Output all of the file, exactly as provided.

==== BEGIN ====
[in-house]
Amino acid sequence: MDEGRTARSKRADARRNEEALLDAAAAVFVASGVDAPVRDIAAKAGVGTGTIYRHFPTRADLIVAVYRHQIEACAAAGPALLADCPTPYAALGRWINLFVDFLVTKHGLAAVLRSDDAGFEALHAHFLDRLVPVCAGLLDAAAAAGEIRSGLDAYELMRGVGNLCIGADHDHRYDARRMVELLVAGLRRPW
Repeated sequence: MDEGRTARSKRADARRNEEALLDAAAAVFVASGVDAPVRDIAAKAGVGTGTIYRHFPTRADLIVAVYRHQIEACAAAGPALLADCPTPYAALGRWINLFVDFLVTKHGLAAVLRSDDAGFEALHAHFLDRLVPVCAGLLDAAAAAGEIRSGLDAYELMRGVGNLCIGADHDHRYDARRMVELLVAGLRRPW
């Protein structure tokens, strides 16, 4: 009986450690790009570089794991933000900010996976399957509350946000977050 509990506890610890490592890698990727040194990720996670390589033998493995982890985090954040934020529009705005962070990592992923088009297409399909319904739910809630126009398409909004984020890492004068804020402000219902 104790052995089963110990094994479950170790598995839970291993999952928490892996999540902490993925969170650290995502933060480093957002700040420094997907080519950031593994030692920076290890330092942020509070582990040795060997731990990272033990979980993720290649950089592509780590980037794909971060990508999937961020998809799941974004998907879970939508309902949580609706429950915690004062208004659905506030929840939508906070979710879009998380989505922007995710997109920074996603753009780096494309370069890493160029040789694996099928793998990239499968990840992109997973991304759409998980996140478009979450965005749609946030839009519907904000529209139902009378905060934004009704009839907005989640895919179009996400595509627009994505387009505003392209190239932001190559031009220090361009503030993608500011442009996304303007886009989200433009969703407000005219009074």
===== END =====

[in-house]
Amino acid sequence: MDEGRTARSKRADARRNEEALLDAAAAVFVASGVDAPVRDIAAKAGVGTGTIYRHFPTRADLIVAVYRHQIEACAAAGPALLADCPTPYAALGRWINLFVDFLVTKHGLAAVLRSDDAGFEALHAHFLDRLVPVCAGLLDAAAAAGEIRSGLDAYELMRGVGNLCIGADHDHRYDARRMVELLVAGLRRPW
Repeated sequence: MDEGRTARSKRADARRNEEALLDAAAAVFVASGVDAPVRDIAAKAGVGTGTIYRHFPTRADLIVAVYRHQIEACAAAGPALLADCPTPYAALGRWINLFVDFLVTKHGLAAVLRSDDAGFEALHAHFLDRLVPVCAGLLDAAAAAGEIRSGLDAYELMRGVGNLCIGADHDHRYDARRMVELLVAGLRRPW
């Protein structure tokens, strides 16, 4: 009986450690790009570089794991933000900010996976399957509350946000977050 509990506890610890490592890698990727040194990720996670390589033998493995982890985090954040934020529009705005962070990592992923088009297409399909319904739910809630126009398409909004984020890492004068804020402000219902 104790052995089963110990094994479950170790598995839970291993999952928490892996999540902490993925969170650290995502933060480093957002700040420094997907080519950031593994030692920076290890330092942020509070582990040795060997731990990272033990979980993720290649950089592509780590980037794909971060990508999937961020998809799941974004998907879970939508309902949580609706429950915690004062208004659905506030929840939508906070979710879009998380989505922007995710997109920074996603753009780096494309370069890493160029040789694996099928793998990239499968990840992109997973991304759409998980996140478009979450965005749609946030839009519907904000529209139902009378905060934004009704009839907005989640895919179009996400595509627009994505387009505003392209190239932001190559031009220090361009503030993608500011442009996304303007886009989200433009969703407000005219009074």